Dust from Sahara Desert may have peaked, but health concerns may persist all week Featured

Dust from Sahara Desert may have peaked, but health concerns may persist all week WIBW-TV graphic

The Saharan dust that started affecting air quality across the state over the weekend may keep causing health issues all week, although the worst may have passed.


Kansas Department of Health and Environment Technical Resources and Projects Unit Supervisor Jayson Prentice says dust travels from the Sahara towards the United States every year, but this year's dust amount is two to three times the norm and hasn't been this thick since 2000.

Prentice says dust from the Sahara causes the same kind of health issues as other dust events.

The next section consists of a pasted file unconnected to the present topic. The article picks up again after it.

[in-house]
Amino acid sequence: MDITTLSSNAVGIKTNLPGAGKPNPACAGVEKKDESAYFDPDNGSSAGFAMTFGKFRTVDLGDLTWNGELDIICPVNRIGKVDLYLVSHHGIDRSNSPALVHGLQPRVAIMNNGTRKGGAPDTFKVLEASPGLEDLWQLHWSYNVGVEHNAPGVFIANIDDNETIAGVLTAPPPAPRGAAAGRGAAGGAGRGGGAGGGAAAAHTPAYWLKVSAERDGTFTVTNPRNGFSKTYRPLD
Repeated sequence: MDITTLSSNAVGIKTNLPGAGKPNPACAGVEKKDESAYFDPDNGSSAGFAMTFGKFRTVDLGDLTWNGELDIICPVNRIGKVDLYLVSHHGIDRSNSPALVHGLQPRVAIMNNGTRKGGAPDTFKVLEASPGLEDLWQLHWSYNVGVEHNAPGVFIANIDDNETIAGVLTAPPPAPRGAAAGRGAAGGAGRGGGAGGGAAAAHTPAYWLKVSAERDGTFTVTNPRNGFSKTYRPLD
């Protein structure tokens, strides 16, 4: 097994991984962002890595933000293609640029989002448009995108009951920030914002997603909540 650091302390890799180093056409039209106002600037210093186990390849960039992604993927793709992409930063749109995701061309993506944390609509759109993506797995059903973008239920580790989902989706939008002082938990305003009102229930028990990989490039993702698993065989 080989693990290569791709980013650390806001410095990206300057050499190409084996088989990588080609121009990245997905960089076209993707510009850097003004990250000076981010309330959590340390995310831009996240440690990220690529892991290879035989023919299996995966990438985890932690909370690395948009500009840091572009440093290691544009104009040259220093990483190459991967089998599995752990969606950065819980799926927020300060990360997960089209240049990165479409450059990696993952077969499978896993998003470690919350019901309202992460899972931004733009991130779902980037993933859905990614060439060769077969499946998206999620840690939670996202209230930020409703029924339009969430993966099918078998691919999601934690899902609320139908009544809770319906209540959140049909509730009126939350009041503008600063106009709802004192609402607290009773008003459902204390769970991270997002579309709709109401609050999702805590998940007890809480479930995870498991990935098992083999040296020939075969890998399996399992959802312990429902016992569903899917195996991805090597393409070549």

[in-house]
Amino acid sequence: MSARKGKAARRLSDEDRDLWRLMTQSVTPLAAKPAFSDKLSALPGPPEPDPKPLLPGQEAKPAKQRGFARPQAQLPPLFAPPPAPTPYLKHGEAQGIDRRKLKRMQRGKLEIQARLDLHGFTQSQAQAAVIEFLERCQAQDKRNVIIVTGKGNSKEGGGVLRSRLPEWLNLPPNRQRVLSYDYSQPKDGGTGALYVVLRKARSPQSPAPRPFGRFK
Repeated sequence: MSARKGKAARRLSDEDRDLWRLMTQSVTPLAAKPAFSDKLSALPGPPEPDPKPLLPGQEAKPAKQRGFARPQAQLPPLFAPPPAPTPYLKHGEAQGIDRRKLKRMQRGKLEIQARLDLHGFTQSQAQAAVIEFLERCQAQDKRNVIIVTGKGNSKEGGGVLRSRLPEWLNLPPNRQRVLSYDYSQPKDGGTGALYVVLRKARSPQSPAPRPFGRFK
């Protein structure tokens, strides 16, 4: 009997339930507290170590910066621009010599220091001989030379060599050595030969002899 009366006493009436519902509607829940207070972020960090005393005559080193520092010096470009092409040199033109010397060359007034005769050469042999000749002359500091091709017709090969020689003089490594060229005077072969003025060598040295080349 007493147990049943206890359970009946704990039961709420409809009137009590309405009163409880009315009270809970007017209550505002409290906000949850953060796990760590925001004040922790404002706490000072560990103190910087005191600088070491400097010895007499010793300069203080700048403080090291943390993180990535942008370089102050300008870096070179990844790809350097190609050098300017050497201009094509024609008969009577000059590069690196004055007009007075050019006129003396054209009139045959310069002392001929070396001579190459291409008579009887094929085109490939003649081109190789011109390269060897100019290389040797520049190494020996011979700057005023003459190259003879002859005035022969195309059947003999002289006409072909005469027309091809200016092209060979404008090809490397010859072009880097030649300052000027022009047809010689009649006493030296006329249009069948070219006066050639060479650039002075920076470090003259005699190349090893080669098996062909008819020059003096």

Prentice likened the health issues to those that develop during the Flint Hills grass burn season in the late winter and early spring months, only on a much larger scale.

KDHE says healthy people should limit or avoid strenuous exercise the next few days to be safe. Also, people with respiratory or heart-related medical issues should remain indoors. If you have chest pain or tightness, shortness of breath or severe fatigue, call your doctor.

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